Wed, May 12, 2021

Falling in: The deterrent value of Host Nation Support in the Baltic Sea region

In-Depth Research & Reports by Kathleen McInnis and Connor McPartland

Related Experts: Kathleen J. McInnis, Connor McPartland, Clementine G. Starling, Christopher Skaluba,

Defense Policy Europe & Eurasia NATO Northern Europe Security & Defense

Abrams Tanks are parked in a line on a range before a nighttime section gunnery at the Pabrade Training Area, Lithuania, on Jan. 22, 2021. The tank crews, along with Bradley Fighting Vehicle and mortar sections, completed the gunnery to test the skills of sections to effectively fire the platforms and react to the various scenarios often experienced on the battlefield. (U.S. Army photo by Sgt. Alexandra Shea)

Since 2014 the United States and NATO have undertaken tremendous efforts to enhance deterrence in the Baltic sea region. Complimenting improvements made by the Baltic states themselves, NATO’s Enhanced Forward Presence and the United States’ European Deterrence Initiative both bring persistent allied presence to the region and demonstrate the Alliance’s resolve in the face of continued Russian aggression. Yet these deployments would not be possible without the robust Host Nation Support provided by Lithuania, Latvia, and Estonia.

While newspaper headlines and think tank publications often suggest analyzing NATO deterrence in the Baltic states in terms of raw firepower—how many tanks, how many surface-to-air missiles, how many soldiers are present in the region—the role of support from the Baltic states themselves is often overlooked. This Host Nation Support (HNS), the civil and military assistance provided to allied forces located on or transiting a nation’s territory, underpins Allied presence and, though difficult to quantify, has real deterrent value as well. Without adequate HNS, all of the other elements contributing to NATO defense and deterrence in the Baltic states could not carry out their mission, NATO’s strategy of deterrence by reinforcement would be defeated before it even could be implemented in a crisis, and the Baltic states would find themselves even more vulnerable to Russian aggression.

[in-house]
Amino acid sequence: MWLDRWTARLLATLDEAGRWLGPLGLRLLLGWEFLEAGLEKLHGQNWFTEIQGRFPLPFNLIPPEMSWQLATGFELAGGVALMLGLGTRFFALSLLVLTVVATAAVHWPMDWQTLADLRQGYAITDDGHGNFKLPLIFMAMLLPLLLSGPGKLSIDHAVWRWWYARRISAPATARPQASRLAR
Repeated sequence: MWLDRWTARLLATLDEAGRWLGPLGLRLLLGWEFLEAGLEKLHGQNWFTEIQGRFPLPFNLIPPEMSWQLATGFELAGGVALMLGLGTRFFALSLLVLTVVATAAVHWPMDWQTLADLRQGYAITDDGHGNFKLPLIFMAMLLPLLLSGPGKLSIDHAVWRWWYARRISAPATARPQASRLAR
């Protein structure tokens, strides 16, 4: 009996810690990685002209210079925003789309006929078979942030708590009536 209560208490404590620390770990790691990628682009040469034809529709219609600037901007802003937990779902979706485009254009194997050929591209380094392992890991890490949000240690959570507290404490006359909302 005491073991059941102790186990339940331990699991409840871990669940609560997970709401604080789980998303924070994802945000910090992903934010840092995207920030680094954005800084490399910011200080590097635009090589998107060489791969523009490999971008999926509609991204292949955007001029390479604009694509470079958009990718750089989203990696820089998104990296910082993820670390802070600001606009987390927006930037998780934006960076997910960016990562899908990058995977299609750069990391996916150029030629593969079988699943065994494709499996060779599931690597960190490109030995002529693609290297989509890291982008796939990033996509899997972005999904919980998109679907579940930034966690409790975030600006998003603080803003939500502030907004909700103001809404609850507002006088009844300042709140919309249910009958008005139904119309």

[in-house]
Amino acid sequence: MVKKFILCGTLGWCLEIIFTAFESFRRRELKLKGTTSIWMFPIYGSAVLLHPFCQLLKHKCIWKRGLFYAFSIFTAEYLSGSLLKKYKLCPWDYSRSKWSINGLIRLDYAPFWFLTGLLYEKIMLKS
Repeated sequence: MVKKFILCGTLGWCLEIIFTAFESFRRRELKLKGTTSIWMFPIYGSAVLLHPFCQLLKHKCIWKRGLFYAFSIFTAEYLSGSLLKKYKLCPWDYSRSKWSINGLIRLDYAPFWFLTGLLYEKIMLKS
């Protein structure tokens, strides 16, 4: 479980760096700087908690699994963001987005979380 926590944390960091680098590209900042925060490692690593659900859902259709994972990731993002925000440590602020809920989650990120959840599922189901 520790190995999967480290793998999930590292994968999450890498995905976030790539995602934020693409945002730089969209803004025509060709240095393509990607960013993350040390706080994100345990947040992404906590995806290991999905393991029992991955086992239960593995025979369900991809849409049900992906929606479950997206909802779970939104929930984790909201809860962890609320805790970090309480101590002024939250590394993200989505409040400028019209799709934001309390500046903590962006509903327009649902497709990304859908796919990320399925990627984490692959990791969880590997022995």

In Falling in: The deterrent value of Host Nation Support in the Baltic Sea region, lead authors Kathleen McInnis and Connor McPartland examine how HNS supporting NATO and US deployments to the region dramatically enhances the capability and credibility of the deterrent posture in the Baltic states—enabling key capabilities such as tanks, fighter aircraft, and electronic warfare units to be on NATO’s frontlines on a sustained basis while maintaining a high degree of readiness. The authors then assess the HNS necessary to support the Alliance’s strategy of rapid reinforcement to the region in the event of a crisis and offer a series of recommendations to policy planners in the Baltic states, at NATO, and in the United States for how to continue to improve this vital component of deterrence.

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